I am not bashing evangelicals. In your opinion, are evangelicals committed to a certain eschatology, or can one be an evangelical and still confess Christ’s work on the cross with the historic Christian Church?

    I would appreciate it if you would abide by the etiquette of this blog by not engaging in personal animus.

  36. dusty says:

    Wow….let’s take a deep breath…..

  37. Martin Luther's Disciple says:

    What do they say about when you throw a rock at a pack of wolves? The one that yelps is the one that got hit?

    Steve, how did you know that was aimed at you? What beliefs have you expressed that have now come back at you in a way that you must protest Jean’s general comment?

  38. Martin Luther's Disciple says:

    The quote sounds so good that even dispensationalists get caught up in it. But they have grand disputes with the quote and don’t recognize it. The kingdom has not yet come, for that David’s throne must be dragged out of storage and all of the promises have not been fulfilled – many more to come for Israel … and not to be brought into the Church.

  39. em ... again says:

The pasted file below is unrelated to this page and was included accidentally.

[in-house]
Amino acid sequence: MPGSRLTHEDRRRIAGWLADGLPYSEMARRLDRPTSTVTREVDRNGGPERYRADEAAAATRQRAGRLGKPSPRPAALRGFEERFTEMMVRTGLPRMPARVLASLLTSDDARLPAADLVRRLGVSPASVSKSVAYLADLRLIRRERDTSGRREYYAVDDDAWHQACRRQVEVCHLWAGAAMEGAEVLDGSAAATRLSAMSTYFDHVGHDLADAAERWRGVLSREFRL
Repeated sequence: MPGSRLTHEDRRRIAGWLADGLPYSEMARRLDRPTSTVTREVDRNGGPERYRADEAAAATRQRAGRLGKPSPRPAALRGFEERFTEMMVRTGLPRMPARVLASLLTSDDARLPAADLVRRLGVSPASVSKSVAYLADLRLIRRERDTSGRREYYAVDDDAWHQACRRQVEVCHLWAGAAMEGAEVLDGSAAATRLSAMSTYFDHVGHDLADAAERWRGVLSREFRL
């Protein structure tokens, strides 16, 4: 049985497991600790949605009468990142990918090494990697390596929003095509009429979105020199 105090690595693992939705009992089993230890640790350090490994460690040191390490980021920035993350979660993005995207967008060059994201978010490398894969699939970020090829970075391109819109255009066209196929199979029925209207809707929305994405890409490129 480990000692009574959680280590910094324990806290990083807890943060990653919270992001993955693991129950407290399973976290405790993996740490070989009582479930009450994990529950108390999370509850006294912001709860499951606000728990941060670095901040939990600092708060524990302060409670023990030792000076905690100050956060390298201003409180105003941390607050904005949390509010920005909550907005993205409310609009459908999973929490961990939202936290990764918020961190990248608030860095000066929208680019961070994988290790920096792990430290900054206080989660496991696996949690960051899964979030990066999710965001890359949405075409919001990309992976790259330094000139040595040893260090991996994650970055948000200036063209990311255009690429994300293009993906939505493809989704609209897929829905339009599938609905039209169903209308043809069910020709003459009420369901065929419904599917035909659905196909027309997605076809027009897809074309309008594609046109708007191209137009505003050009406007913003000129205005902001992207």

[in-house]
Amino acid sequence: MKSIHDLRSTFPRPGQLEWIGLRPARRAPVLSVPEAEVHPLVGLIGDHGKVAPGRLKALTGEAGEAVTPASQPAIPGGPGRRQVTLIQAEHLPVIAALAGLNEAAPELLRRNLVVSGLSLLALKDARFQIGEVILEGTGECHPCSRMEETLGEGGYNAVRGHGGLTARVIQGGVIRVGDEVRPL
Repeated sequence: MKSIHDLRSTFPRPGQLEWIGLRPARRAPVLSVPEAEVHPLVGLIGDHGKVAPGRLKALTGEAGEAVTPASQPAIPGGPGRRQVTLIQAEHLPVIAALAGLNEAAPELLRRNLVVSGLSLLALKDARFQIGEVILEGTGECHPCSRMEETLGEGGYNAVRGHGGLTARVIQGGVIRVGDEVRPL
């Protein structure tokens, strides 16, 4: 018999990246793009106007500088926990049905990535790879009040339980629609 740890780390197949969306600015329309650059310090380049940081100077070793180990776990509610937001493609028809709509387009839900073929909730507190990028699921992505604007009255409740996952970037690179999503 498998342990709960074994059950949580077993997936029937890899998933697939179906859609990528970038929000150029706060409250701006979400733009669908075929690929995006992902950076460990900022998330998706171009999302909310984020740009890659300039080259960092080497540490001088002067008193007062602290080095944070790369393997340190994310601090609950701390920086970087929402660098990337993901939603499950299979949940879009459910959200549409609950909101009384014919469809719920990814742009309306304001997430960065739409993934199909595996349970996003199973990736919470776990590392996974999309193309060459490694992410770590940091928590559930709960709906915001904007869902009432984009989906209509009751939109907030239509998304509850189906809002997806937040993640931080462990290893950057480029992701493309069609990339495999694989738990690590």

yeah, what Steve said in response to #33…

    the Kingdom has come, is coming and will culminate in the Lord’s return…
    we may not agree on how these last days play out, but none of what is quoted from old Alf up there precludes or contradicts what “most of us” here believe… 🙂

  40. Jean says:

    Em,

    I’m glad you’re on board.

  41. Dan from Georgia says:

    Mmmmmmmmm……..Baaaaar-B-Que………mmmmmmmmm

  42. Martin Luther's Disciple says:

    I don’t think that some people understand the proposition laid out by Jean in his statement to Duane. The question is not whether ‘old Alf’ is right or wrong – he is just Alf.

    The question is do people here believe what Alf said – right or wrong. As I said, it sounds good and it sounds right – so someone like Steve is not going to disagree. But old Alf said “but the new Kingdom has, nevertheless come,” – so if the new kingdom has come, why are some waiting for another? Now old Alf could be wrong.

    Old Alf also said ” the promises are fulfilled,” — well they are or they are not. It does not say some promises are fulfilled – it does not say they Christian promises are fulfilled – but not the Israeli centric promises. Now old Alf could be wrong.

    Old Alf goes on to say “to those who believe in Christ and live with him in his Church” If I have my dispensational theology down this is not true of Israel when they come to believe in Christ – because the age of the Church will be over – so this cannot apply to Israel – they cannot and will not become a part of the Church — like old Alf claims. Now old Alf could be wrong.